One of Wang Xiangzhai’s top students, Yao Zongxun is acknowledged as his formal successor and the first to create standardized training methods for teaching Yiquan. This systematic approach helped to introduce Yiquan to a worldwide audience of eager students.
Master Cui Ruibin
The Beijing International Yiquan Training Centre is located in Tao-Lin village on the edge of Xingshou town in the Changping district about twenty five miles north of Beijing.
I traveled to see Master Cui Ruibin with my Chinese assistant Betty Yuan in November 2007. On an average day it is about a one hour drive from the center of Beijing to Tao-Lin village. Driving north, you go past the Olympic Stadium or Bird’s Nest Stadium as it is now known. Once you escape the city, which in Beijing’s case means outside the 5th ring road, you are in the countryside.
After the 5th ring road my taxi cab took a further twenty minutes driving through the quiet countryside of flat farmland. The trees were bare of leaves and like gray matchsticks. The farmland was dry earth colors. The few buildings in the landscape were concrete. It looked very bleak.
I knew a little about Cui Ruibin’s personal history and as we drove through Changping district, I thought about his teacher, Master Yao Zongxun who was relocated to the Changping district in the mid-sixties as part of the ‘Send Down’ policy. This was the forced migration of young adults from the urban areas to the countryside during the Cultural Revolution which took place between 1966 and 1976.
As I looked through the car window I shuddered at how cold and forlorn this countryside must have been during the days of the Cultural Revolution. When Cui Ruibin began training with Yao Zongxun in 1972, martial arts were prohibited in China and Cui Ruibin had to visit his teacher in secret not far from Xingshou town. Conditions in the countryside in this period were poor without any of the advantages a city can give you such as healthcare, education and employment. China’s ruler, Mao Zedong defended the policy, claiming that: “the countryside is a vast expanse of heaven and earth where we can flourish.” Obviously he never came to this area I thought as we entered the small village of Tao Lin.
The school, located on the edge of the village, is entered through a large set of red doors in a tall perimeter red brick wall. Our taxi driver, who had been told to wait, went to find somewhere to eat. I knew from experience that when visiting the Chinese countryside you make sure your driver waits for you, even if it means waiting all day.
Morning Yiquan practice in the training courtyard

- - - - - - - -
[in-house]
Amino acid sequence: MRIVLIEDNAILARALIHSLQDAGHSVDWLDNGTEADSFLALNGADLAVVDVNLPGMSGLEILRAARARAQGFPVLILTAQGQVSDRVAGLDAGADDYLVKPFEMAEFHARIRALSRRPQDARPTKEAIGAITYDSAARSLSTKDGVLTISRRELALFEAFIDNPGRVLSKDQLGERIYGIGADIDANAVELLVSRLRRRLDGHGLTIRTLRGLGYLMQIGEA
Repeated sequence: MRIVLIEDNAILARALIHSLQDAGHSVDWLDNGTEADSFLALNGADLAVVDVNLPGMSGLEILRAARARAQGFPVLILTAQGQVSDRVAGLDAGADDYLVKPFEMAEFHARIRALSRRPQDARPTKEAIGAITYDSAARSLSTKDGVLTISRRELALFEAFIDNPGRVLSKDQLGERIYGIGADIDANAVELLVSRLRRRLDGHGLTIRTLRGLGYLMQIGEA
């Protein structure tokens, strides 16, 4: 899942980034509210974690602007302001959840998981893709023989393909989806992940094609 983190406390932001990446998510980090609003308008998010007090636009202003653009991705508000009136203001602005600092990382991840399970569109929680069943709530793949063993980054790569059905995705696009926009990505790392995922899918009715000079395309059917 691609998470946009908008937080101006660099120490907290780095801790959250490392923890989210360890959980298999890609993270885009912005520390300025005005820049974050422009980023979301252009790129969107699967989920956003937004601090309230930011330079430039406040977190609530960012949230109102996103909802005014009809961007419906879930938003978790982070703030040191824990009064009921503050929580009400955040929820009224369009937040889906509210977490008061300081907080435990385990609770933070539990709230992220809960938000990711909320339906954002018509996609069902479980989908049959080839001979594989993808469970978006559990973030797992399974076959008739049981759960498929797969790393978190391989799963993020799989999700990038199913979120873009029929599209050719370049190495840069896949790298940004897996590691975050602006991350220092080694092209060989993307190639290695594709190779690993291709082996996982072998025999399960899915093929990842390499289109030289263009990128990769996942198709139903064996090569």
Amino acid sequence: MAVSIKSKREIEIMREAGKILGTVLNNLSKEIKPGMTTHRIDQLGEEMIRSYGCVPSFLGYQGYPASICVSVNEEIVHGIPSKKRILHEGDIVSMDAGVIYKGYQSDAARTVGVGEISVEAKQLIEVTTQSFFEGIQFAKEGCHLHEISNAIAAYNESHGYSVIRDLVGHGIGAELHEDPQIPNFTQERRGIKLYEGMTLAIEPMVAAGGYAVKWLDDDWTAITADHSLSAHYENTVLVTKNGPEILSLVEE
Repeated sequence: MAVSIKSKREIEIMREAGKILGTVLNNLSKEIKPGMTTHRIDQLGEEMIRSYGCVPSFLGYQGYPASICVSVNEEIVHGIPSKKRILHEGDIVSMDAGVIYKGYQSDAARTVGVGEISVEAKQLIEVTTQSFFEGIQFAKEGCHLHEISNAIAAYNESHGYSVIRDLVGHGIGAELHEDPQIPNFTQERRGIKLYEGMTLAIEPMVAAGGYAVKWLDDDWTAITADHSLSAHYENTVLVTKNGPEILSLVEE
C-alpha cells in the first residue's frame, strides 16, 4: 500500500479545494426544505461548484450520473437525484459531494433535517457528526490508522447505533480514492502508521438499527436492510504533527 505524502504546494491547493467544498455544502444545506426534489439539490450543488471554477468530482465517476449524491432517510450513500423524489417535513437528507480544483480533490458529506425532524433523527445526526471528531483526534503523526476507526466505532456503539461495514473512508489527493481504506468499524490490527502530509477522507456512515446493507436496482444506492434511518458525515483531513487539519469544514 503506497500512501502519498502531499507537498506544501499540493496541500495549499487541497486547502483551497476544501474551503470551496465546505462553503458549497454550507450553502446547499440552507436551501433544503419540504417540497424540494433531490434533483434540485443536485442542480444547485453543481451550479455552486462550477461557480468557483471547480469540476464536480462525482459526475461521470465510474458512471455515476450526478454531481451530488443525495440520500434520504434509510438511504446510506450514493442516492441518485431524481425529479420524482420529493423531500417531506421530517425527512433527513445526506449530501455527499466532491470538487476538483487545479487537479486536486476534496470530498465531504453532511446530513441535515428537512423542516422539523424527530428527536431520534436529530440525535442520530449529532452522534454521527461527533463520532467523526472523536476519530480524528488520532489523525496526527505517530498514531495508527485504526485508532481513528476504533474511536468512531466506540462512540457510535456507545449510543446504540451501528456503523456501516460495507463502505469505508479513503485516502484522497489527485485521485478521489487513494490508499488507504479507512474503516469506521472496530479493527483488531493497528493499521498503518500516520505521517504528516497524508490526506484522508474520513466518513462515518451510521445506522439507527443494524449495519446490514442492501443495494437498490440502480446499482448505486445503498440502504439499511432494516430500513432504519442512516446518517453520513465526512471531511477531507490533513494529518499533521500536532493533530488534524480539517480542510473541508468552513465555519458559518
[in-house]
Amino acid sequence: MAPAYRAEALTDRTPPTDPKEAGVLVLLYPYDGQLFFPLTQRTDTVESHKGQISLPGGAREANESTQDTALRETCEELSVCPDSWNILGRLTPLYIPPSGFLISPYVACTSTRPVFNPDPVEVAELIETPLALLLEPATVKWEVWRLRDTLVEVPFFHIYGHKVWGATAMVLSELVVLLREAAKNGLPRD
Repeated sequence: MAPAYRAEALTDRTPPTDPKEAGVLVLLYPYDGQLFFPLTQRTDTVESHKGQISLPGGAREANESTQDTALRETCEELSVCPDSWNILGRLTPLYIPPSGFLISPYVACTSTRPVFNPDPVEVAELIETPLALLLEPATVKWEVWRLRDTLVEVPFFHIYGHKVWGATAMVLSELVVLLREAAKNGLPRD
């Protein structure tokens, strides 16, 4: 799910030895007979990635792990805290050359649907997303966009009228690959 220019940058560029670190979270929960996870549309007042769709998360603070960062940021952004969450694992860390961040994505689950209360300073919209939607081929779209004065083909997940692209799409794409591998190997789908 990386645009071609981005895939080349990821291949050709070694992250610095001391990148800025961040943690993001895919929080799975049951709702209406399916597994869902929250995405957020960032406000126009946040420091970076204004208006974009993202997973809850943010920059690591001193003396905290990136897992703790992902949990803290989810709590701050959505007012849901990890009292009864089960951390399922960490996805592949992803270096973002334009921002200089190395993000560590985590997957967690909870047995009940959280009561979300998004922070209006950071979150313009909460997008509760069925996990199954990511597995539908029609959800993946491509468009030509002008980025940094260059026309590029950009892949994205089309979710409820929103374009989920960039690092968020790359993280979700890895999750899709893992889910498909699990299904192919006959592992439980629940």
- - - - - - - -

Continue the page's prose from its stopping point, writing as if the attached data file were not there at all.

We walked through the open entrance doors into a large clay covered courtyard about the size of two tennis courts. Single story buildings lined three sides with a high brick wall on the opposite side. It could have been a school at some I thought. No one was around but I was relieved to see painted murals on the wall depicting martial arts practitioners. We were in the right place I thought to myself. I saw a six metre diameter circle of paved bricks in the middle of the courtyard floor and guessed correctly this is where the sparring of Ti Shou (pushing hands) takes place.
A circular arched opening led to another courtyard so Betty and I kept walking. This second smaller courtyard held training apparatus such as punch bags and weights. Not something you normally associate with an internal martial art style, I thought to myself. I could see lights through the windows of a building and people sitting at a desk and we walked over.
Master Cui Ruibin stood up to greet us as we entered the office building. It was warm inside and cigarette smoke was thick in the air. Smoking was something I had gotten used to in China, even at martial arts schools. We were soon sitting across from Master Cui and drinking hot black tea. He was broad shouldered and about six feet in height. I looked around the room as Betty chatted to Master Rui about our ride from Beijing. I recognized two small silver gray photos of Wang Xiangzhai and Master Yao Zongxun hanging on the wall.
It was cold outside with little hope of the sun making an appearance, so we decided to start the interview in the office with Cui Ruibin and later, conduct a second interview outside during class practice. Read more: The Yiquan Paper: Interview